Oh OK so this one, I'll admit, is sort of bitter-sweet because to me, there really is nothing better to do in a video game sometimes to purposely abuse the crap out major glitches found in the game's code. It's like a whole different type of fun that you can spend hours just screwing around with, especially if you have a device like a Gameshark in your disposal to really mess the game up. On the other hand, glitches arenít fun when you're actually trying to beat the game as it is; they can down right piss you off. Better yet, doesn't it always seem that specific major game killing glitches are the ones that seem to occur most often? My favorites include getting stuck behind something like a door or a piece of furniture in a room filled with bad guys who kill you within seconds, clipping though walls or even sometimes the floor and end up somewhere that I'm not suppose to get to at that time, graphics which start to visually impair you from playing the game properly and the game just flat-out crashing (and sometimes even erasing your files) for no reason. The game I found to have to most amount of glitches in it was Fallout 3 which is a shame because I really enjoyed the game when I first rented it and it wasn't until I decided to go out and buy the game just to finish it when I discovered the number of glitches later in the game. Itís ridiculous that here we are in the 2010s and they still can't figure out how to fix even the most common of glitches. Hell, I donít think games back in the 90s even had the same amount of easy to fix glitches that most games have these days. I hate to say it but good god have video game developers and testers gotten lazy these days.
So you just bought a brand new modern-day game for the low, low modern price of 80 bucks to play on your modern-day console (well, your second or third console after no doubt the others broke). You place the CD in, set up all that crap that the game forces you to carry out beforehand (especially on PCs), wait for it to load and finally you can play the game. With the controller in your hands and your ass sitting comfortably in your favorite chair, you're about to play the action pack thrill ride that you've havenít experienced since another game like it came out a couple of months ago. Your senses are heighten and you're itching to get in there and kick some ass, but oh no what's this, you have to sit through a cut scene right at the beginning of the game just so it can explain some of the back story that you couldnít give two sh*ts about? What a bummer, but hey, itís not like it can last too long, I mean this is a video game not a movie after all, right? Well, after five minutes of gratuitous explosions and violence that you AREN'T able to control later, you FINALLY get to the play the game...for what seems like fifteen minutes until yet another cut scene kicks in, this time longer than the one before it, and worse of all you can't skip it no matter what. Well, at least you can take this time to think about the good ol' days when video games would just cut the bullsh*t and just give you nothing but straight and total anarchy after a minute or two after you put the game in the console or computer.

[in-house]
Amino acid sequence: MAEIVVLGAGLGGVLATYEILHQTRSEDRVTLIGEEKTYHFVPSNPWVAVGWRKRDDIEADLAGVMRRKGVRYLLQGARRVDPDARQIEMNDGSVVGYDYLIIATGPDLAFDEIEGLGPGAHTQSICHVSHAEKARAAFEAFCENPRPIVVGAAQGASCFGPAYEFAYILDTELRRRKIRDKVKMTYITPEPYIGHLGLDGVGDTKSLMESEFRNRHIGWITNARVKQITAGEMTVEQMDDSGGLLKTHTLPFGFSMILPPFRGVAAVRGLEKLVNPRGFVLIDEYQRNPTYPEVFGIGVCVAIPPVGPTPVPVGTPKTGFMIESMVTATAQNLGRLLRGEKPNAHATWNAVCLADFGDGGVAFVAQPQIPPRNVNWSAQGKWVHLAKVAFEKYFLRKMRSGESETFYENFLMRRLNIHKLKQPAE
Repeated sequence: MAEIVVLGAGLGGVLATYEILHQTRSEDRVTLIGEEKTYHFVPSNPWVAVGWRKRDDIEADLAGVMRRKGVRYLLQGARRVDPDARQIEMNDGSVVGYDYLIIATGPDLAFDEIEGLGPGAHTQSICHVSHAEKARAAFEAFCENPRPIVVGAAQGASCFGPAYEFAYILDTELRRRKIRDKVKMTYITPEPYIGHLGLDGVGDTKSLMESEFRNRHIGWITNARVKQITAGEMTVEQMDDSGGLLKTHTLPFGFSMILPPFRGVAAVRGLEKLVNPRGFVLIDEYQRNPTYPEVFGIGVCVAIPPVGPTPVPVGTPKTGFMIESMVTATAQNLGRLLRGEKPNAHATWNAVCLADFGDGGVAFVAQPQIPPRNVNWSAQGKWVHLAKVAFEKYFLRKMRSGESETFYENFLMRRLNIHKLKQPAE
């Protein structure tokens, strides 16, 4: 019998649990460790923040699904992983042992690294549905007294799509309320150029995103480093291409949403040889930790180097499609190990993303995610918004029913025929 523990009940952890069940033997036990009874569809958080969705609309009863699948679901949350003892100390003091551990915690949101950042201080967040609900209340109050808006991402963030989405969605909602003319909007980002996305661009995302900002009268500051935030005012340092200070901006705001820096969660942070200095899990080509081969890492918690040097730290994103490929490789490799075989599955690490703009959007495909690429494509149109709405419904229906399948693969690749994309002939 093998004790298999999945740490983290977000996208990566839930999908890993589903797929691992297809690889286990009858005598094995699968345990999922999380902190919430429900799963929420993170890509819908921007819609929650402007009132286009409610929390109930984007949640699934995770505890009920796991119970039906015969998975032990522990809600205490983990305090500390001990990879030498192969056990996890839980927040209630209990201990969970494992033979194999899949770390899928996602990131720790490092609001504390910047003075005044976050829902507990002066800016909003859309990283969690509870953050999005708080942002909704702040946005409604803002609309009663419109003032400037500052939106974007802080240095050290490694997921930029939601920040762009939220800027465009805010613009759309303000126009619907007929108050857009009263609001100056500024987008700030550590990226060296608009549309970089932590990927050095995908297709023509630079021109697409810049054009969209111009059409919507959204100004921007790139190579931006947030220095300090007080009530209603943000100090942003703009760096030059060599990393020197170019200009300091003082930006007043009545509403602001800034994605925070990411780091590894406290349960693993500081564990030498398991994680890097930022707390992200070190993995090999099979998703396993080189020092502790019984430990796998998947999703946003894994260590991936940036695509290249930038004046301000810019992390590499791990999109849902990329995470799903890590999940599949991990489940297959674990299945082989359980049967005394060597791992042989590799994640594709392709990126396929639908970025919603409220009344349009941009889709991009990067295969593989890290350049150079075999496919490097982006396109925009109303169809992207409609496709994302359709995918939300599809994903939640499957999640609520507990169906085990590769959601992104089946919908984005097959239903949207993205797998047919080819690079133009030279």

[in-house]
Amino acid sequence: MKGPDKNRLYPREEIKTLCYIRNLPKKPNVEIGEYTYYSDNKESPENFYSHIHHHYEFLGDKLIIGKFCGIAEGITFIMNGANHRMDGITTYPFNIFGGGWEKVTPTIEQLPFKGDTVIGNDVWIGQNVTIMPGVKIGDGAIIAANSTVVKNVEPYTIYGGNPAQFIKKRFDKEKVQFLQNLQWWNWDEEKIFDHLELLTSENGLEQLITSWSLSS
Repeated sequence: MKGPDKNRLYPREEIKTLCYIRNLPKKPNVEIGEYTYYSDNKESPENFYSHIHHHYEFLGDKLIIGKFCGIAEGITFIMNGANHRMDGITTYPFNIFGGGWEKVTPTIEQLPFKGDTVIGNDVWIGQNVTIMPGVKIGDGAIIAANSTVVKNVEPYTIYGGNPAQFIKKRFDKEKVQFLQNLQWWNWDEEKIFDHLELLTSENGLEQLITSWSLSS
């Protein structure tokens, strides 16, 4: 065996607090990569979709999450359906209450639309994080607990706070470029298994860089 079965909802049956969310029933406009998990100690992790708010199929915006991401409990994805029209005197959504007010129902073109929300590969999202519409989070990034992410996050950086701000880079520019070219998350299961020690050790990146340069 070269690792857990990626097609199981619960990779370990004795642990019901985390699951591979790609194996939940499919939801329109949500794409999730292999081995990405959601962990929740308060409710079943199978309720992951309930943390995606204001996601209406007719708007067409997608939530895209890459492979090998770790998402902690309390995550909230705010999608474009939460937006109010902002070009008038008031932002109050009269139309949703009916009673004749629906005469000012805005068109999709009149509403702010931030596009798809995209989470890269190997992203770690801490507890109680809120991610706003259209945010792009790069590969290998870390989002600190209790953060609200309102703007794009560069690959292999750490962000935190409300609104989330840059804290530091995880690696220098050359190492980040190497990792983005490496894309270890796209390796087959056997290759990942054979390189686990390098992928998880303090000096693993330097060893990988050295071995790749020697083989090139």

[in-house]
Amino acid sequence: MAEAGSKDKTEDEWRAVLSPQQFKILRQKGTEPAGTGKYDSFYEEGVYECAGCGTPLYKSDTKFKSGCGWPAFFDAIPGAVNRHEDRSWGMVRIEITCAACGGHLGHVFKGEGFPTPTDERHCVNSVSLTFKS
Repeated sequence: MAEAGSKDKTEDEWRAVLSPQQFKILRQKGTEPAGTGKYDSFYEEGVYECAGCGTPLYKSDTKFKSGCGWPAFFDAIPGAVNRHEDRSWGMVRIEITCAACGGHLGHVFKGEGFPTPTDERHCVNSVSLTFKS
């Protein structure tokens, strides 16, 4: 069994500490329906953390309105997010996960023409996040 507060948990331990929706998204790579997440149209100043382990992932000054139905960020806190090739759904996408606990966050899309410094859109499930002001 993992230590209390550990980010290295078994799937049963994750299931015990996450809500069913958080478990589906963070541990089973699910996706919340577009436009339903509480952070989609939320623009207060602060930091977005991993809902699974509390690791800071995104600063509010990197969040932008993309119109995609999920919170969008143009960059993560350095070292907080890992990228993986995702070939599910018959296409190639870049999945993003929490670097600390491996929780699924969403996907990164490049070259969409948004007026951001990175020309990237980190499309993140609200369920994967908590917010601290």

Letís be honest, when playing video games, humans tend to make mistakes. Whether it be a friendly fire that costs your team the match, or you manage to slip up a specific button combination and you end up dying, having to start all the way from the beginning. The point is that to error is human because simply put we are not machines, we're...well...HUMAN. On the other hand, Artificial Intelligence IS a machine, and like any good machine it needs TLC for it to run perfectly without any effort at all. So why, WHY is it a problem for most game developers to create a good, or an even competent AI feature in their games? I mean, I get it, coding a game isnít easy and it takes time and talent, but looking at the history of bad video games from the 70s up until now, how much time did these developers actually spend creating an AI? Donít get me wrong, I can stand a couple of bugs in a game's AI from time to time; I can live with the peeps in Roller Coaster Tycoon getting lost almost instantly and constantly complain to you about it because they eventually find their way out, or in The Sims when they get stuck behind furniture or they canít climb out of a pool without a ladder because there is always the Move objects On code to help you. No, Iím talking about games where the enemies just let you kill them with simple ease, or they walk into walls and get stuck there, or when your friendly AIs get in the way of your gun fire or they can't shoot anything worth a damn, and of course the biggest kick to the figurative balls, THEY DON"T EVEN F***ING MOVE (I'm looking right at you Big Rigs). It just makes you shake your head in disbelief and mutter the words "what were they thinking?"
Another list, unfortunately not one dollar to be found for me, which is I guess a little annoying for me, but hey, at least it keeps with the spirit of this list, which I'm no doubt will annoy a few of you out there. Honorable mentions go to long passwords and cheat codes found in a lot of games from the 80s and 90s, may they burn in hell for all eternity, inconsistent difficulty curves which only makes the game unplayable at points, and video games which are still being released by dead franchises who are WAY passed their prime. I guess my final words to you for this list are if you ever feel stressed out about anything, just remember to not breath and take life too seriously, you'll feel a lot better afterwards...wait, did I get that mixed up? Na, couldn't have.
List by BimmyandJimmy (11/15/2012)